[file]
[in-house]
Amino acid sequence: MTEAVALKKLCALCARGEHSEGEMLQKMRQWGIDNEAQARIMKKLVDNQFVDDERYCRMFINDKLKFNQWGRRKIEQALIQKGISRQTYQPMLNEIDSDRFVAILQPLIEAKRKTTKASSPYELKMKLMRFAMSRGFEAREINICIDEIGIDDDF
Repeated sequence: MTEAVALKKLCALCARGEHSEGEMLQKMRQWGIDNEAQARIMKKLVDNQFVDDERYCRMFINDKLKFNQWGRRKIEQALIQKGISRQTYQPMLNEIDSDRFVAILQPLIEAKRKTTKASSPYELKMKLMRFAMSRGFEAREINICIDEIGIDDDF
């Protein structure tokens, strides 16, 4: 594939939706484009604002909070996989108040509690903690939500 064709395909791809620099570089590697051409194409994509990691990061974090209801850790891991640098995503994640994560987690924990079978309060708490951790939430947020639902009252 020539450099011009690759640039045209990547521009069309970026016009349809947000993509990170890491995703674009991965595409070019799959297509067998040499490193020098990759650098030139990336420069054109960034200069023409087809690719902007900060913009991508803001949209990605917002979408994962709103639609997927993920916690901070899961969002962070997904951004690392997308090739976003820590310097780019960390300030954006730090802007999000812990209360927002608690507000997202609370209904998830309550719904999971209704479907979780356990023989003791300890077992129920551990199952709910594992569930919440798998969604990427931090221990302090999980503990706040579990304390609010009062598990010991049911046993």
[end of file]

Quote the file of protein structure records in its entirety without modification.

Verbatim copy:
[in-house]
Amino acid sequence: MTEAVALKKLCALCARGEHSEGEMLQKMRQWGIDNEAQARIMKKLVDNQFVDDERYCRMFINDKLKFNQWGRRKIEQALIQKGISRQTYQPMLNEIDSDRFVAILQPLIEAKRKTTKASSPYELKMKLMRFAMSRGFEAREINICIDEIGIDDDF
Repeated sequence: MTEAVALKKLCALCARGEHSEGEMLQKMRQWGIDNEAQARIMKKLVDNQFVDDERYCRMFINDKLKFNQWGRRKIEQALIQKGISRQTYQPMLNEIDSDRFVAILQPLIEAKRKTTKASSPYELKMKLMRFAMSRGFEAREINICIDEIGIDDDF
């Protein structure tokens, strides 16, 4: 594939939706484009604002909070996989108040509690903690939500 064709395909791809620099570089590697051409194409994509990691990061974090209801850790891991640098995503994640994560987690924990079978309060708490951790939430947020639902009252 020539450099011009690759640039045209990547521009069309970026016009349809947000993509990170890491995703674009991965595409070019799959297509067998040499490193020098990759650098030139990336420069054109960034200069023409087809690719902007900060913009991508803001949209990605917002979408994962709103639609997927993920916690901070899961969002962070997904951004690392997308090739976003820590310097780019960390300030954006730090802007999000812990209360927002608690507000997202609370209904998830309550719904999971209704479907979780356990023989003791300890077992129920551990199952709910594992569930919440798998969604990427931090221990302090999980503990706040579990304390609010009062598990010991049911046993």